“But we are fragile beings, so maybe we need to split until our meditation becomes more steady and supportive. That’s okay. In meditation, just notice how you’ve split. Notice how the gap feels in your body. Allow the split itself become the focus of your meditation. It doesn’t matter what kind of pain it is; open into it with your kind attention and it will take you where you need to go.” Nothing Holy About It, Tim Burkett, page 101
It is so easy to forget how fragile we are.
Last week, I was driving to the DMV office to transfer my plate to my vehicle that my parents just sold me. And some lights came on regarding the ABS brakes and tracking features. I instantly went numb. Another crisis? I went to my parents’ house and broke down emotionally. It turns out, so far, that it was just a light coming on and it hasn’t come on since.
People keep asking me what I want and need. The answer? To go a month or more without some new, bizarre trauma sucking up my time and attention.
In lieu of that, the best I can settle for is the friendly, open space of a friend that lets me vent however and whenever necessary. Meditation can provide some space, but may only end up allowing the full trauma to surface without the necessary supports to handle it.
I understand how and why people go postal, shoot randomly into movie theaters, get strange revenge on people, etc. I get it. People can only take so much. People need space and compassion and don’t always get it.
“But Buddha didn’t separate from his emotions. That just creates conflict between who we are and who we think we should be. Buddhism is about acceptance. How are we going to see our negative emotions if we keep pushing them away with our judgments and criticism? Clear seeing—vidya—is the beginning of freeing.” Nothing Holy About It, by Tim Burkett, p. 74
This is where I am. Many years ago, I decided that I was going to deal honestly with my feelings and not worry about what the world thinks. I have little to no tolerance for pretense.
Where I am is awful. Imagine having all your issues (fears, insecurities, hypocrisies, resentments, etc.) being tripped at once. I know I have hit the center of the onion because I alternate between feeling like someone is sitting on my chest and being nauseous.
I never thought my life would come to this: taking care of Barry, getting the house ready for eventual sale, car problems, and friendship problems, all at once. And now that I am back on my anti-depressant, I have enough energy to bawl my eyes out at random times. Before, I was just too tired. Now I have the energy to feel and a little denial would sure come in handy right about now. Continuing to feel this way would make life not worth living. No one should have to feel like this indefinitely. Logically, and Buddhist-ly, I know that all things, including emotions, are fleeting. But “fleeting” has been going on for about seven years now. And I’m sooooo ready for it to end.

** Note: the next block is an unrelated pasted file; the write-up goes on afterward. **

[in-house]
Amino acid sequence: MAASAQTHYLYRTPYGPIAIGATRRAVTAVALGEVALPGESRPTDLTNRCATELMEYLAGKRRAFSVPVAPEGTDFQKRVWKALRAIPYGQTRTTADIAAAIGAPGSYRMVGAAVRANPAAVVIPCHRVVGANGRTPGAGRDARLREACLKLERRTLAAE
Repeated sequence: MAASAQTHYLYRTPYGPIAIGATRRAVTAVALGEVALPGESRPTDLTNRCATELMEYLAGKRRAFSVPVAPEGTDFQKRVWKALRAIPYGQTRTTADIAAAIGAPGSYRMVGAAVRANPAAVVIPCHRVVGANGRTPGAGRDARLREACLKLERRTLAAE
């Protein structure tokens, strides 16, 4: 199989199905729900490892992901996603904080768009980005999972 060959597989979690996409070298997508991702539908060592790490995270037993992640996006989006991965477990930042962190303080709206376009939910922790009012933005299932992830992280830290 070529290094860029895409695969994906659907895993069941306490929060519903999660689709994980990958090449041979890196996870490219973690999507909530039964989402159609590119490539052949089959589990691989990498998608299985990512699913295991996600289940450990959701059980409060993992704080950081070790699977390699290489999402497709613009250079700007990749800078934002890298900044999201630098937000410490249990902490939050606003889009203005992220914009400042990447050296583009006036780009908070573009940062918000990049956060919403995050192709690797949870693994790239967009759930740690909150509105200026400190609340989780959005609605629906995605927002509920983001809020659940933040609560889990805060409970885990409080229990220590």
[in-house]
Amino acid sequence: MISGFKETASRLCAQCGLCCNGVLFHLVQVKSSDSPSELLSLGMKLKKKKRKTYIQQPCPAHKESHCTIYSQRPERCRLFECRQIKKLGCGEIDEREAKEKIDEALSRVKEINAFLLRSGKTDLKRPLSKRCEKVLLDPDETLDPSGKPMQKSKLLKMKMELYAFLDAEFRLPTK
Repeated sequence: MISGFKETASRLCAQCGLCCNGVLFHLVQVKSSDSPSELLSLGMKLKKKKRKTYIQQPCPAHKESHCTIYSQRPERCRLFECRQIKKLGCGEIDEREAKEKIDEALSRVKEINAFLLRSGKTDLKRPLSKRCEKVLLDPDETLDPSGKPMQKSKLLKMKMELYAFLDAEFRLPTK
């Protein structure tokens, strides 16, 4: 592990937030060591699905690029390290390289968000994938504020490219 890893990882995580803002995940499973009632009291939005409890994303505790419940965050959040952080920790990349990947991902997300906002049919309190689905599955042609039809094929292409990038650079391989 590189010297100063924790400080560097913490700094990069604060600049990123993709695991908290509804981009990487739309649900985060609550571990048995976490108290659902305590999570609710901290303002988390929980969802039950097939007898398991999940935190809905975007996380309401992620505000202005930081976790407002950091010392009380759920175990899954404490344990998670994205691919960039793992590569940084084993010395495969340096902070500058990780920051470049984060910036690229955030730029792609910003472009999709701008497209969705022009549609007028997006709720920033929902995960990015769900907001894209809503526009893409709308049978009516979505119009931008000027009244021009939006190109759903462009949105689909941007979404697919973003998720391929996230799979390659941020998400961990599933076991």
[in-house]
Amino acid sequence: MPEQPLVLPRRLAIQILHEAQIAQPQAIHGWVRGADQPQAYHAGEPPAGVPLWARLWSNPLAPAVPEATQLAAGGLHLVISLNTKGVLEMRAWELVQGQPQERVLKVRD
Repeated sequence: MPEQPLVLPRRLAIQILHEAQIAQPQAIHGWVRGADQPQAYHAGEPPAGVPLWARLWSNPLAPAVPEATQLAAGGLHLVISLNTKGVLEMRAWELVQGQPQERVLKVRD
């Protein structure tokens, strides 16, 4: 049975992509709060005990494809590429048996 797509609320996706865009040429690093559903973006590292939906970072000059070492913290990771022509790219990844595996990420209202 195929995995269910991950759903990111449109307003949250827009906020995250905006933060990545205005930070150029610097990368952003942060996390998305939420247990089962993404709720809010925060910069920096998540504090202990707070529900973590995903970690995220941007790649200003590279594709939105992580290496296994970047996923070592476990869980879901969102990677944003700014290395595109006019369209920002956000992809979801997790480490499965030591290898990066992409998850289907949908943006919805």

My mammogram turned out normal and, I admit it, I am a little disappointed. I want this misery to be over, even if it means I am history. I’ve accomplished some of what I’ve wanted to and I’m good with that. So I’m back to hoping Barry dies soon, seeing as I’m likely to keep living.
So now I’m left with a life I am uninterested in maintaining. That goes on and on and on…
Vidya may not be that valuable after all. I clearly see my misery and hope that someday it may end. Greeeeeaaaat. Vidya sucks, at least for the time being.
“Emperor Wu of Liang asked the great master Bodhidharma, “What is the highest meaning of the holy truths?”
Bodhidharma said, “Empty, without holiness.””
Emeror Wu had been trying to earn merit and Bodhidharma was unimpressed. Wu’s efforts, such as building monasteries and ordaining monks, were simply irrelevant.
What I love about the encounter is the negation of holiness.
As a former Christian, I have some understanding of holiness and, its Latin cousin, “sanctification”. Holiness and sanctification are excuses for egomania. The roots of these words is to be “called out” or “set apart.” To be set apart, in my mind, is also to be “set aside,” or useless in the ordinary business of life. Even in the church, people talk about folks that are “so heavenly-minded they are no earthly good.” I have seen clergy that revel in their “set apart” status and demand to be treated specially. They seldom get what they desire (or, more accurately, desperately need for ego satisfaction), making their pastorates never-ending sources of frustration. Their demand for respect comes at the cost of actually earning the respect of their flocks. It is painful to watch and I’ve seen enough of it for several lifetimes and then some.
Bodhidharma had no patience for such nonsense.
“Without holiness” translates into: useful in the real world, intimate with reality, up-close-and-personal, no separation (duality), humble, etc.
I am at a point where I am letting go of all that is not useful. Nothing is being treated specially. I don’t have the resources (time, energy, and money) to invest in things or people that serve no positive purpose right now. I am not capable of looking down the road more than two weeks. If you poke me too hard, I will break down in tears. I am barely coping with life this moment. If it’s not helpful or useful right now, it’s got to go.
Depletion greatly simplifies life and instantly prioritizes everything. Everything I previously considered holy is now gone. I had set them apart (aside) and, consequently, rendered them useless. Perhaps I could have found uses for some of these things (such as icons and bibles), but that would have “desecrated” them. That’s the irony: everything “holy” that demands special treatment is worthless in times of need. It just takes up space. It adds no value or merit to one’s life.
Bodhidharma was smart. He got it.
Everything I see reminds me of how little control I have over anything. So many things are happening and I observe the results.
I cannot “let go” of anything; neither do I have the energy to “hang on.” Things are what they are. I cannot negotiate because I have nothing: no emotional energy, no motivation, and no plans. There will be no quid pro quo because I have neither quid nor quo. “Shoulds” are meaningless. People can either cut me some slack or get used to me not being in their lives. I can neither go over, around, nor under my issues. I go through them second by second.